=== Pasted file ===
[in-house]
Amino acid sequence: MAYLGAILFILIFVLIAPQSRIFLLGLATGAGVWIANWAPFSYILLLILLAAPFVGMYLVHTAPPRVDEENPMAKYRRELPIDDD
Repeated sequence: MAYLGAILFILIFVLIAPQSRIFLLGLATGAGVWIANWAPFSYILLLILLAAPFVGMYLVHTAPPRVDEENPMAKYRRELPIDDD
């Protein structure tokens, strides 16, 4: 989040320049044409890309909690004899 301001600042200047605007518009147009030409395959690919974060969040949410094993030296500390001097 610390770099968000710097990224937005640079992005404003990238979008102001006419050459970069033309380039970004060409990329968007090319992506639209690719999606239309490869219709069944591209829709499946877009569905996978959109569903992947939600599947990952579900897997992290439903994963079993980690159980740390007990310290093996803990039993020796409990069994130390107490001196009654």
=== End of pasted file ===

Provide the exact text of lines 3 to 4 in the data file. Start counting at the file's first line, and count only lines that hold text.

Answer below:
Repeated sequence: MAYLGAILFILIFVLIAPQSRIFLLGLATGAGVWIANWAPFSYILLLILLAAPFVGMYLVHTAPPRVDEENPMAKYRRELPIDDD
């Protein structure tokens, strides 16, 4: 989040320049044409890309909690004899 301001600042200047605007518009147009030409395959690919974060969040949410094993030296500390001097 610390770099968000710097990224937005640079992005404003990238979008102001006419050459970069033309380039970004060409990329968007090319992506639209690719999606239309490869219709069944591209829709499946877009569905996978959109569903992947939600599947990952579900897997992290439903994963079993980690159980740390007990310290093996803990039993020796409990069994130390107490001196009654």